Directed differentiation of human pluripotent stem cells into intestinal tissue in vitro

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Studies in embryonic development have guided successful efforts to direct the differentiation of human embryonic and induced pluripotent stem cells (PSCs) into specific organ cell types in vitro1, 2. For example, human PSCs have been differentiated into monolayer cultures of liver hepatocytes and pancreatic endocrine cells3, 4, 5, 6 that have therapeutic efficacy in animal models of liver disease7, 8 and diabetes9, respectively. However, the generation of complex three-dimensional organ tissues in vitro remains a major challenge for translational studies. Here we establish a robust and efficient process to direct the differentiation of human PSCs into intestinal tissue in vitro using a temporal series of growth factor manipulations to mimic embryonic intestinal development10. This involved activin-induced definitive endoderm formation11, FGF/Wnt-induced posterior endoderm pattering, hindgut specification and morphogenesis12, 13, 14, and a pro-intestinal culture system15, 16 to promote intestinal growth, morphogenesis and cytodifferentiation. The resulting three-dimensional intestinal ‘organoids’ consisted of a polarized, columnar epithelium that was patterned into villus-like structures and crypt-like proliferative zones that expressed intestinal stem cell markers17. The epithelium contained functional enterocytes, as well as goblet, Paneth and enteroendocrine cells. Using this culture system as a model to study human intestinal development, we identified that the combined activity of WNT3A and FGF4 is required for hindgut specification whereas FGF4 alone is sufficient to promote hindgut morphogenesis. Our data indicate that human intestinal stem cells form de novo during development. We also determined that NEUROG3, a pro-endocrine transcription factor that is mutated in enteric anendocrinosis18, is both necessary and sufficient for human enteroendocrine cell development in vitro. PSC-derived human intestinal tissue should allow for unprecedented studies of human intestinal development and disease.

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  1. FGF4 and WNT3A act synergistically in a temporal and dose-dependent manner to specify stable posterior endoderm fate.
    Figure 1: FGF4 and WNT3A act synergistically in a temporal and dose-dependent manner to specify stable posterior endoderm fate.

    ad, Activin A (100ngml−1) was used to differentiate H9 human ES cells into definitive endoderm. Definitive endoderm was treated with the posteriorizing factors FGF4 (50 or 500ng), WNT3A (50 or 500ng), or both for 6, 48 or 96h. Cells were placed in permissive media for 7 days and expression of foregut markers (ALB, PDX1) and the hindgut marker (CDX2) were analysed by RT–qPCR (a) and immunofluorescence (bd). The definitive endoderm of controls was grown for identical lengths of time in the absence of FGF4 or WNT3A. High levels of FGF4+WNT3A for 96h resulted in stable CDX2 expression and lack of foregut marker expression. Scale bars, 50μm. Error bars are s.e.m. (n = 3). *P<0.05, **P<0.001, ***P<0.0001.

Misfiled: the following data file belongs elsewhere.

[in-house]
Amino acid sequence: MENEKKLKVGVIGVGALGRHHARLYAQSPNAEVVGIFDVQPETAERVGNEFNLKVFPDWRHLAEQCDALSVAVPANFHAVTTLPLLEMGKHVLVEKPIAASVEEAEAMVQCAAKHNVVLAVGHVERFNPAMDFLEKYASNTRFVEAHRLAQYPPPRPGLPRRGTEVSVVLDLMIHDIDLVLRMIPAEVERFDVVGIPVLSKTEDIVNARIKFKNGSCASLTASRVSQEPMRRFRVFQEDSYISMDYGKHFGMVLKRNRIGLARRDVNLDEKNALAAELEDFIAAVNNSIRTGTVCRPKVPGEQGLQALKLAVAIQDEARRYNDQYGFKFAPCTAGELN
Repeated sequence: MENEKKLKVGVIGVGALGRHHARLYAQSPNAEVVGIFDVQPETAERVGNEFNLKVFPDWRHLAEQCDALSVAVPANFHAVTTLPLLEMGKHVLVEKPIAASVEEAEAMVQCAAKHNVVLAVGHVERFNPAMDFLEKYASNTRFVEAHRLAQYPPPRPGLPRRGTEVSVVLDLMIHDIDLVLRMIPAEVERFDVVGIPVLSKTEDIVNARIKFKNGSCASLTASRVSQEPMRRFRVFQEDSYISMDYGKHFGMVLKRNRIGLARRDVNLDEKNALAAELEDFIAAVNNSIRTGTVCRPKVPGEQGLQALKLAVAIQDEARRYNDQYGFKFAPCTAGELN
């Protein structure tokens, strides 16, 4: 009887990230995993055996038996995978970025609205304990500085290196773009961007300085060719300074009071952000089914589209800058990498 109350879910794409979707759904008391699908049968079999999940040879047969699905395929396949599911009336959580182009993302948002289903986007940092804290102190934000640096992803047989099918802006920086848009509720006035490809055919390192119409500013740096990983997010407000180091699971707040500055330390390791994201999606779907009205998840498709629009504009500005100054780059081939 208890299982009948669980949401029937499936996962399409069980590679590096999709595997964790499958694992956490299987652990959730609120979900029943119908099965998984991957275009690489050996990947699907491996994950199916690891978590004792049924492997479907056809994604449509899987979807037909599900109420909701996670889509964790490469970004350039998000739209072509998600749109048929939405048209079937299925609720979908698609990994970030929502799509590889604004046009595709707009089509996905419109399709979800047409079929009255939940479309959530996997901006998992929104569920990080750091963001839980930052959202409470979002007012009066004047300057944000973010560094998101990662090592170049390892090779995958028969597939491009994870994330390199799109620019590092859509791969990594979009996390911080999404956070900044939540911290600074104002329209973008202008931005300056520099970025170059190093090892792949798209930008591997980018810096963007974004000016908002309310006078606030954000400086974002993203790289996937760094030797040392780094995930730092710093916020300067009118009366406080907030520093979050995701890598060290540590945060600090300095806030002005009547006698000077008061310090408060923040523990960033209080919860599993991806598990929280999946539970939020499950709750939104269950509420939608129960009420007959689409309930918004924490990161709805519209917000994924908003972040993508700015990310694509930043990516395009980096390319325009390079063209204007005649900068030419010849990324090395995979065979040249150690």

2. Morphogenesis of posterior endoderm into three-dimensional, hindgut-like spheroids.
    Figure 2: Morphogenesis of posterior endoderm into three-dimensional, hindgut-like spheroids.

    a, Bright-field images of definitive endoderm cultured for 96h in media, FGF4, WNT3A or FGF4+WNT3A. FGF4+WNT3A cultures contained three-dimensional epithelial tubes and free-floating spheres (black arrows) b, CDX2 immunostaining (green) and nuclear stain (DRAQ5, blue) on cultures shown in a. Insets show CDX2 staining alone. c, Bright-field image of hindgut-like spheroids. ac, Scale bars, 50μm. df, Analysis of CDX2, basal-lateral laminin and E-cadherin expression demonstrates an inner layer of polarized, cuboidal, CDX2+ epithelium surrounded by non-polarized mesenchymal CDX2+ cells. Scale bar in e is 20μm.g, CDX2 expression in an e8.5 mouse embryo (sagittal section). Inset is a magnified view showing that both hindgut endoderm (E; outlined with a red dashed line) and adjacent mesenchyme (M) are CDX2 positive (green). FG, foregut; HG, hindgut. Scale bar, 100μm.